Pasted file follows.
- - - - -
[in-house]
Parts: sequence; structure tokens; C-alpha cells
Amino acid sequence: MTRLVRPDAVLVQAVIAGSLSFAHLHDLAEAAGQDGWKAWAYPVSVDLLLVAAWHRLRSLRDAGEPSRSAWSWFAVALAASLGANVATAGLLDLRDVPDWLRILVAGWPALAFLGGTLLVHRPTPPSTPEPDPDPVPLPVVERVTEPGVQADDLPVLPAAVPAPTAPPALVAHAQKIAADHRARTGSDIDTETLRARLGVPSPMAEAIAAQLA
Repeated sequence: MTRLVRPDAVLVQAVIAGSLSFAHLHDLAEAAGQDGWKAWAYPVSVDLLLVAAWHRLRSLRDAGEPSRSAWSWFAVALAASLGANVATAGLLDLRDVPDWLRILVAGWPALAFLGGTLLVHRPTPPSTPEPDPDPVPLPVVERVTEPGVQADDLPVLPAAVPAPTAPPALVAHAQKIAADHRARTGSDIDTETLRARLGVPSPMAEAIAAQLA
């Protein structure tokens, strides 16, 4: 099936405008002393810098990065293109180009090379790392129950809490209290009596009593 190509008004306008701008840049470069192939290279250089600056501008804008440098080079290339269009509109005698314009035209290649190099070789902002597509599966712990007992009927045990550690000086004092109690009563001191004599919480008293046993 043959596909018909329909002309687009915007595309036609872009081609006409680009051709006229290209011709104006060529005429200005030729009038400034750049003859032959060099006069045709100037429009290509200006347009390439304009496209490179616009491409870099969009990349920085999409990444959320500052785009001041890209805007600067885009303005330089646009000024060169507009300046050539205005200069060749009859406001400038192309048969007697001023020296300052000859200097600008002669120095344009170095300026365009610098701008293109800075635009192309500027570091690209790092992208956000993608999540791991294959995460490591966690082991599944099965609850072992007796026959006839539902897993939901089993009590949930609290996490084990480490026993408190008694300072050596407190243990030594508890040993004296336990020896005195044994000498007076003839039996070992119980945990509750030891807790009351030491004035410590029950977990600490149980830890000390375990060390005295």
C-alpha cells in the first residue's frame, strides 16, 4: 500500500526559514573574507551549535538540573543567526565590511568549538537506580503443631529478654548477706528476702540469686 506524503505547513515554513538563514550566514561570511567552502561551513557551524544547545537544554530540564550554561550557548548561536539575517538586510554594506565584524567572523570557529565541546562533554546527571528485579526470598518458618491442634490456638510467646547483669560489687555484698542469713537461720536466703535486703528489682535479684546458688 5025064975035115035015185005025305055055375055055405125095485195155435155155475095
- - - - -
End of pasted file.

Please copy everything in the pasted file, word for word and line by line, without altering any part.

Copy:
[in-house]
Parts: sequence; structure tokens; C-alpha cells
Amino acid sequence: MTRLVRPDAVLVQAVIAGSLSFAHLHDLAEAAGQDGWKAWAYPVSVDLLLVAAWHRLRSLRDAGEPSRSAWSWFAVALAASLGANVATAGLLDLRDVPDWLRILVAGWPALAFLGGTLLVHRPTPPSTPEPDPDPVPLPVVERVTEPGVQADDLPVLPAAVPAPTAPPALVAHAQKIAADHRARTGSDIDTETLRARLGVPSPMAEAIAAQLA
Repeated sequence: MTRLVRPDAVLVQAVIAGSLSFAHLHDLAEAAGQDGWKAWAYPVSVDLLLVAAWHRLRSLRDAGEPSRSAWSWFAVALAASLGANVATAGLLDLRDVPDWLRILVAGWPALAFLGGTLLVHRPTPPSTPEPDPDPVPLPVVERVTEPGVQADDLPVLPAAVPAPTAPPALVAHAQKIAADHRARTGSDIDTETLRARLGVPSPMAEAIAAQLA
């Protein structure tokens, strides 16, 4: 099936405008002393810098990065293109180009090379790392129950809490209290009596009593 190509008004306008701008840049470069192939290279250089600056501008804008440098080079290339269009509109005698314009035209290649190099070789902002597509599966712990007992009927045990550690000086004092109690009563001191004599919480008293046993 043959596909018909329909002309687009915007595309036609872009081609006409680009051709006229290209011709104006060529005429200005030729009038400034750049003859032959060099006069045709100037429009290509200006347009390439304009496209490179616009491409870099969009990349920085999409990444959320500052785009001041890209805007600067885009303005330089646009000024060169507009300046050539205005200069060749009859406001400038192309048969007697001023020296300052000859200097600008002669120095344009170095300026365009610098701008293109800075635009192309500027570091690209790092992208956000993608999540791991294959995460490591966690082991599944099965609850072992007796026959006839539902897993939901089993009590949930609290996490084990480490026993408190008694300072050596407190243990030594508890040993004296336990020896005195044994000498007076003839039996070992119980945990509750030891807790009351030491004035410590029950977990600490149980830890000390375990060390005295």
C-alpha cells in the first residue's frame, strides 16, 4: 500500500526559514573574507551549535538540573543567526565590511568549538537506580503443631529478654548477706528476702540469686 506524503505547513515554513538563514550566514561570511567552502561551513557551524544547545537544554530540564550554561550557548548561536539575517538586510554594506565584524567572523570557529565541546562533554546527571528485579526470598518458618491442634490456638510467646547483669560489687555484698542469713537461720536466703535486703528489682535479684546458688 5025064975035115035015185005025305055055375055055405125095485195155435155155475095